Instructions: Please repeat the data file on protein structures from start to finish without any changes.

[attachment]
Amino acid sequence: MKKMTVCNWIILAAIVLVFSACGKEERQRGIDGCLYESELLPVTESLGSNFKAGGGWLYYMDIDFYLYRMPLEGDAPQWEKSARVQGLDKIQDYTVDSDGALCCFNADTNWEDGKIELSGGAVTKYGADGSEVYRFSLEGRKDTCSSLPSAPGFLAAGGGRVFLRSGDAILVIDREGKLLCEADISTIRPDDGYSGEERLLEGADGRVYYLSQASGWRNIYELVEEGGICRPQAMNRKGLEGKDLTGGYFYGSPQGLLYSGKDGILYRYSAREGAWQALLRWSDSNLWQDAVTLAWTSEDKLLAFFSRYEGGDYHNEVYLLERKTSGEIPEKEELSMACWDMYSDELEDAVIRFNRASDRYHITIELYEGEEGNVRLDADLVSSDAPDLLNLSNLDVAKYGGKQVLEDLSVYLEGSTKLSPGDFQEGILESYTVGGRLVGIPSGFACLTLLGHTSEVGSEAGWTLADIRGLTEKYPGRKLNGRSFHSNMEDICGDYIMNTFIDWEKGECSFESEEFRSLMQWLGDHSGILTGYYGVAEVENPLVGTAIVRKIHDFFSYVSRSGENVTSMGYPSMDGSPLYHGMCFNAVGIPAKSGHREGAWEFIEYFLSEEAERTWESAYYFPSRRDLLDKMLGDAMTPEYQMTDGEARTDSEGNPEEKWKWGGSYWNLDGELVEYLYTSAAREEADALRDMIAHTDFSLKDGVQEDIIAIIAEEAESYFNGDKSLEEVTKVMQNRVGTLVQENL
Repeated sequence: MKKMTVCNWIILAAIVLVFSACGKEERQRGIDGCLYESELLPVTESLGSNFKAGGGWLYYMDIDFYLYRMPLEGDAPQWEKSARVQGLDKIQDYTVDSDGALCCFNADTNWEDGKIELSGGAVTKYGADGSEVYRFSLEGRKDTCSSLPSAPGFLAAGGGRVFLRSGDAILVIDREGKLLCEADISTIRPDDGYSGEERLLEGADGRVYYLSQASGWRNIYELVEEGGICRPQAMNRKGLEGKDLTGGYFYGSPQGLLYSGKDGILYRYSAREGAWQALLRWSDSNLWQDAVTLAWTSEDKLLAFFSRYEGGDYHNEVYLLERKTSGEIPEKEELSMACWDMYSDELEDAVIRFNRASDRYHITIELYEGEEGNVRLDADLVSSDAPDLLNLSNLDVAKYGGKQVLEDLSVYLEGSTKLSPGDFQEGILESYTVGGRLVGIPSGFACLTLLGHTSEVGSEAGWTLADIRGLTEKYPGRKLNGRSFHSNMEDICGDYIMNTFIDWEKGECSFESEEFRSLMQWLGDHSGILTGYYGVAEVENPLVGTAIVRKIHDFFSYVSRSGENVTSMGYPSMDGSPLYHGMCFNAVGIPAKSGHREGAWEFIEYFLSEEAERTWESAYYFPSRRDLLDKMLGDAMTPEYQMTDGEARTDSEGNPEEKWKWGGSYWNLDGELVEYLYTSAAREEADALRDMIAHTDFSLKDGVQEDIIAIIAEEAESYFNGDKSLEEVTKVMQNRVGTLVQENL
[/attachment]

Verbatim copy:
Amino acid sequence: MKKMTVCNWIILAAIVLVFSACGKEERQRGIDGCLYESELLPVTESLGSNFKAGGGWLYYMDIDFYLYRMPLEGDAPQWEKSARVQGLDKIQDYTVDSDGALCCFNADTNWEDGKIELSGGAVTKYGADGSEVYRFSLEGRKDTCSSLPSAPGFLAAGGGRVFLRSGDAILVIDREGKLLCEADISTIRPDDGYSGEERLLEGADGRVYYLSQASGWRNIYELVEEGGICRPQAMNRKGLEGKDLTGGYFYGSPQGLLYSGKDGILYRYSAREGAWQALLRWSDSNLWQDAVTLAWTSEDKLLAFFSRYEGGDYHNEVYLLERKTSGEIPEKEELSMACWDMYSDELEDAVIRFNRASDRYHITIELYEGEEGNVRLDADLVSSDAPDLLNLSNLDVAKYGGKQVLEDLSVYLEGSTKLSPGDFQEGILESYTVGGRLVGIPSGFACLTLLGHTSEVGSEAGWTLADIRGLTEKYPGRKLNGRSFHSNMEDICGDYIMNTFIDWEKGECSFESEEFRSLMQWLGDHSGILTGYYGVAEVENPLVGTAIVRKIHDFFSYVSRSGENVTSMGYPSMDGSPLYHGMCFNAVGIPAKSGHREGAWEFIEYFLSEEAERTWESAYYFPSRRDLLDKMLGDAMTPEYQMTDGEARTDSEGNPEEKWKWGGSYWNLDGELVEYLYTSAAREEADALRDMIAHTDFSLKDGVQEDIIAIIAEEAESYFNGDKSLEEVTKVMQNRVGTLVQENL
Repeated sequence: MKKMTVCNWIILAAIVLVFSACGKEERQRGIDGCLYESELLPVTESLGSNFKAGGGWLYYMDIDFYLYRMPLEGDAPQWEKSARVQGLDKIQDYTVDSDGALCCFNADTNWEDGKIELSGGAVTKYGADGSEVYRFSLEGRKDTCSSLPSAPGFLAAGGGRVFLRSGDAILVIDREGKLLCEADISTIRPDDGYSGEERLLEGADGRVYYLSQASGWRNIYELVEEGGICRPQAMNRKGLEGKDLTGGYFYGSPQGLLYSGKDGILYRYSAREGAWQALLRWSDSNLWQDAVTLAWTSEDKLLAFFSRYEGGDYHNEVYLLERKTSGEIPEKEELSMACWDMYSDELEDAVIRFNRASDRYHITIELYEGEEGNVRLDADLVSSDAPDLLNLSNLDVAKYGGKQVLEDLSVYLEGSTKLSPGDFQEGILESYTVGGRLVGIPSGFACLTLLGHTSEVGSEAGWTLADIRGLTEKYPGRKLNGRSFHSNMEDICGDYIMNTFIDWEKGECSFESEEFRSLMQWLGDHSGILTGYYGVAEVENPLVGTAIVRKIHDFFSYVSRSGENVTSMGYPSMDGSPLYHGMCFNAVGIPAKSGHREGAWEFIEYFLSEEAERTWESAYYFPSRRDLLDKMLGDAMTPEYQMTDGEARTDSEGNPEEKWKWGGSYWNLDGELVEYLYTSAAREEADALRDMIAHTDFSLKDGVQEDIIAIIAEEAESYFNGDKSLEEVTKVMQNRVGTLVQENL